Louis Pokrywka and his 1959 John Deere 730 Standard.
44 Darwin Hill Road New Milford, Connecticut 06776
While plowing my driveway this winter with my 1959 John Deere 730 Standard, I wondered how many other people were using old farm tractors to move snow. So many times we hear of people putting their tractors away for the winter. Well, I guess while these people are draining the water from radiators, polishing the paint and spraying some rubber protectant on the tires, people like me are checking antifreeze levels, putting on tire chains and mounting snowplows to their old tractors.
I made some phone calls to some friends to let them know I wanted to come and take photos of their tractor. I put my camera in my pick-up and off I went.
First stop was to see Dan Readyoff and his John Deere 50 with a New Idea 501 loader. With the hand clutch and a hydraulic activated bucket you are kept busy running this rig.
Down the road just a bit to see Rob Carlson. A 1953 Farmall Super M with a snow blade, tire chains and plenty of rear wheel weights is the tractor Rob uses to move snow.
Then I was off to the Reimer Ridge Farm to see the oldest tractor in my travels. Charlie Reimer uses a 1944 John Deere B. This tractor is hand start, no problems with a dead battery on a cold morning with this tractor. This tractor has a blue-grey swirl colored steering wheel. It looks like something from a 1950s hot rod. Charlie told me John Deere had to substitute materials during WWII and with age these steering wheels have changed color. It was also the smoothest steering wheel I have ever seen on an old tractor, and no cracksmaybe this substitute material should have been the normal stuff used during production?
My next stop was in the town of Warren to visit Percy Allmand. Percy uses a 1950 John Deere A with a blade to plow his driveway. Percy stated that the model A John Deere is one of his favorite tractors, as he spent many hours on one, years ago. His A has a wide seat on it. These were the seats that John Deere dealers used to demonstrate tractors to new customers. You could ride alongside the salesman as he demonstrated the tractor. This seat was on the tractor when Percy bought it, a good possibility that it is an original seat from some dealer. How it got on this tractor is anybody's guess.
Next, I traveled to Bridgewater to see Jim Stuart. Jim has two tractors for moving snow. The first one is a 1952 Farmall Super M with a Meyers plow and frame. I wonder if the Meyers Company still makes plow frames to fit on today's tractors? When I arrived Jim was installing the tire chains, so I gave him a hand, always easier with an extra pair of hands.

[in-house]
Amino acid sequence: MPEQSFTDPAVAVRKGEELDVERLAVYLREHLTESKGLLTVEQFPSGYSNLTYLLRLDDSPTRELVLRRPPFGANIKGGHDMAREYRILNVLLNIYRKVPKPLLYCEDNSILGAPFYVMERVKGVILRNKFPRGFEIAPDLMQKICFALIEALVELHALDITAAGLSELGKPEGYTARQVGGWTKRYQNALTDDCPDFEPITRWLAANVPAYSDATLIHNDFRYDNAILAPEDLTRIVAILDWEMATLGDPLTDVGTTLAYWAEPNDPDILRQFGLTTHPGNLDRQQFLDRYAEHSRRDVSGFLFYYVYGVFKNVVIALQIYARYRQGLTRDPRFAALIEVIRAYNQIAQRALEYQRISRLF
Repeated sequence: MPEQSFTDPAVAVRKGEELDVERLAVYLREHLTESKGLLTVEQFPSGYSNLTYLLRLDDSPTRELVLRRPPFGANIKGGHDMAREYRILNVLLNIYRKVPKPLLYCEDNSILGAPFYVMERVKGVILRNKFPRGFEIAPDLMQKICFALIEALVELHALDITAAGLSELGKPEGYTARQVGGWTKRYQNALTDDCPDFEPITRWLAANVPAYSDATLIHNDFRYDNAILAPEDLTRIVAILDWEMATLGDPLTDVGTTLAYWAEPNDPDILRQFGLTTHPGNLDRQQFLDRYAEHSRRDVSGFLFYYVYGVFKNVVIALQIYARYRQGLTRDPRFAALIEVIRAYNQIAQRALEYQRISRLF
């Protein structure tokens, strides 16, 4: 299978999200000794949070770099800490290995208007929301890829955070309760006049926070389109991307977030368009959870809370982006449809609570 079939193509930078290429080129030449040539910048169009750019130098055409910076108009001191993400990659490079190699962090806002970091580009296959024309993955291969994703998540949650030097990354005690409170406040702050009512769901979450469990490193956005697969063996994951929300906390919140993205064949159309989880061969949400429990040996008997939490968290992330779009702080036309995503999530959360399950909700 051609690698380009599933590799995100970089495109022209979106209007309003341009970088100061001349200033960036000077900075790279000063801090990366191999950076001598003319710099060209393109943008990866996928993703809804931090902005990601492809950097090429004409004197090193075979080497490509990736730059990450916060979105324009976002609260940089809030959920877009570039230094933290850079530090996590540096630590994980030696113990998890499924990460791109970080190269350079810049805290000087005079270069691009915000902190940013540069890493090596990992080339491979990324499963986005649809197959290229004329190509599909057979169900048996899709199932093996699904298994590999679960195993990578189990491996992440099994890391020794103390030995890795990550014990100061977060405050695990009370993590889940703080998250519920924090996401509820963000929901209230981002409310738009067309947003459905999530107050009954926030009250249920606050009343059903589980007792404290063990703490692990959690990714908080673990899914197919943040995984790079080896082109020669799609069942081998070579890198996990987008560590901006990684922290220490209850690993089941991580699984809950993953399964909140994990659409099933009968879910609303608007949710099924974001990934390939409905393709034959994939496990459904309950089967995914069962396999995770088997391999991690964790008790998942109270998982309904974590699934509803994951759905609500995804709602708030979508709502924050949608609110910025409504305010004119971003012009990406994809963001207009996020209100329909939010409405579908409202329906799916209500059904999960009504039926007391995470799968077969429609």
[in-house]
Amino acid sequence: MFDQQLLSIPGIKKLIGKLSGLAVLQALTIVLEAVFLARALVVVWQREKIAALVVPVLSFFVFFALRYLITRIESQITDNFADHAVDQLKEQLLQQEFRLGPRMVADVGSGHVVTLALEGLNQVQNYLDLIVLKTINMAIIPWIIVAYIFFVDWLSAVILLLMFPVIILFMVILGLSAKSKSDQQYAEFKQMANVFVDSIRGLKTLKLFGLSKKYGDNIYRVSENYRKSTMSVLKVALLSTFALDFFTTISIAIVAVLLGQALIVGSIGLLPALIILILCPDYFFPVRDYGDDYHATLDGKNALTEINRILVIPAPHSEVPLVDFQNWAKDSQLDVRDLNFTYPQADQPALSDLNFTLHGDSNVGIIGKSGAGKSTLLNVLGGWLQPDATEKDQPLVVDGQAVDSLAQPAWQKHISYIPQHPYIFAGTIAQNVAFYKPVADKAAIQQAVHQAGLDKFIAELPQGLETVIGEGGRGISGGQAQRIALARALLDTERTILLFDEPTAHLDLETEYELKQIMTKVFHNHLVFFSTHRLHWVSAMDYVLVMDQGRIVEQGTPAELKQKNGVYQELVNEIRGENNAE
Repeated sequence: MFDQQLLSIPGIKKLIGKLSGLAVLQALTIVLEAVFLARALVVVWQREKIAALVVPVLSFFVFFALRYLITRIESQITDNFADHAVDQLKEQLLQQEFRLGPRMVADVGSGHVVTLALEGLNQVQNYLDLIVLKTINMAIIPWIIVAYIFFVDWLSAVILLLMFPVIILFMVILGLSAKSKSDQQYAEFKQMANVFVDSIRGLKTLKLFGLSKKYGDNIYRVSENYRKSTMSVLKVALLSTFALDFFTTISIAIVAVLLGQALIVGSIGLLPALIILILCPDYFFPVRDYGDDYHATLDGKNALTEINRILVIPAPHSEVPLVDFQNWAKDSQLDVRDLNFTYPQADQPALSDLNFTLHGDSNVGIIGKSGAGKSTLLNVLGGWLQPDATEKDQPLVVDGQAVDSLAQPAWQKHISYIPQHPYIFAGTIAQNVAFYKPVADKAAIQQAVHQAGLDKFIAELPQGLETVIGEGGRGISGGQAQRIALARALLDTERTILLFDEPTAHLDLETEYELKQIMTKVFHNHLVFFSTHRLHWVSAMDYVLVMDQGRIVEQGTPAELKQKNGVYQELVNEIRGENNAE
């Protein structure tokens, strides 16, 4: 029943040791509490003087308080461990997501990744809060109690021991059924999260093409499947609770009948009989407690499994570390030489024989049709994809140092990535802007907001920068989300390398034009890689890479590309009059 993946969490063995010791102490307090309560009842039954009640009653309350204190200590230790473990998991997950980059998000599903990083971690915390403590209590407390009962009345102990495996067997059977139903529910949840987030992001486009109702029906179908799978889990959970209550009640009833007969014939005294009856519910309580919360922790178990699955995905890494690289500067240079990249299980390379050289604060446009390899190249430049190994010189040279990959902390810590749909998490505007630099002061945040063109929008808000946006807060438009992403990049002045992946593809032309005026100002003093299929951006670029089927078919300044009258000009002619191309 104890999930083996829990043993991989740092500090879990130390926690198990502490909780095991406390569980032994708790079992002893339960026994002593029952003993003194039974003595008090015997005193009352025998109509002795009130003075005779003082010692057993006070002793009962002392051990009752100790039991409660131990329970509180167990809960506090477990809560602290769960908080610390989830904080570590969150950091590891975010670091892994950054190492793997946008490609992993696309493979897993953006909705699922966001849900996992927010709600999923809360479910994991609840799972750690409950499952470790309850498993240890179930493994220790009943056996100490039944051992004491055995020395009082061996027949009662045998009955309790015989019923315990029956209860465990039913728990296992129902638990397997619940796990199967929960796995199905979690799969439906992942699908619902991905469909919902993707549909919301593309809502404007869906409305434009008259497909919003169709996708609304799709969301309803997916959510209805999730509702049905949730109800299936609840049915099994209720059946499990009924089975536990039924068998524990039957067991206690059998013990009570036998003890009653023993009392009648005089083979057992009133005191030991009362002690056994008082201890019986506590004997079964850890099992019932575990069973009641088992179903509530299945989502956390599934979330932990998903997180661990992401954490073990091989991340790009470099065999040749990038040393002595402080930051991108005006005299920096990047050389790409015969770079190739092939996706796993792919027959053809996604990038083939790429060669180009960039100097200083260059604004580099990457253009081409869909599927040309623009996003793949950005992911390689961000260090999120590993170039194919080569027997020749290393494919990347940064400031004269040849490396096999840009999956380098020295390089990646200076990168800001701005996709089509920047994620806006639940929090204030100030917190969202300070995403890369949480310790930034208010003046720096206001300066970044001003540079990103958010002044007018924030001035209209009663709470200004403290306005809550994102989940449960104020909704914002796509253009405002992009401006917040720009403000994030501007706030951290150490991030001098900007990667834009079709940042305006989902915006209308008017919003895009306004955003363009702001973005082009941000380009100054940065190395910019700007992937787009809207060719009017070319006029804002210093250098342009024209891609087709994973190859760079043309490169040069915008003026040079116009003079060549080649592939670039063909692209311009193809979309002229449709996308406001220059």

The other tractor Jim uses to move snow is a 1949 Farmall Super A. This tractor is equipped with a front mounted Kubota snow blower which uses a V4 Wisconsin engine to power the blower. The tractor's hydraulic system is used to lift the blower up and down. Each engine has its own air cleaner, but the two engines share the tractor's fuel tank and battery. This rig is truly a fine example of 'Yankee Ingenuity!'
Jim Stuart of Bridgewater is the proud owner of two snow moving tractors. Shown above is his 1952 Farmall Super M and his 1949 Farmall Super A is shown below.
I then went back to New Milford to see Charlie Aldrich and his 1952 Ferguson TO-20. Charlie's Ferguson is equipped with tire chains and uses a three-point hitch scraper blade.
My last stop was up to New Preston to visit with Duncan Woodruff and his son Adam. When I left my house, I knew I would be seeing their 1957 John Deere 320 utility equipped with a snow plow. But when I drove in the driveway, there was also a nicely painted 2N Ford with a three-point hitch mounted scraper blade. Duncan explained to me that it's a real family affair to move snow at their house, with 14-year-old son Adam on the John Deere 320 and Dad on the 2N Ford.
Adam Woodruff of New Preston uses both his 1957 John Deere 320 Utility and his Ford 2N for plowing.
One thing I noticed on the 320 was an original New Milford Tractor Corporation decal on the front grill. Duncan told me when they repainted this 320, they taped off this decal to save it. The tractor was originally sold new at New Milford Tractor. It's these kinds of things that really keep the local history alive.
I hope the readers of GEM enjoy this story. Maybe it will inspire others to write in and tell of other old tractors that are still being used as they were originally intended to perform work!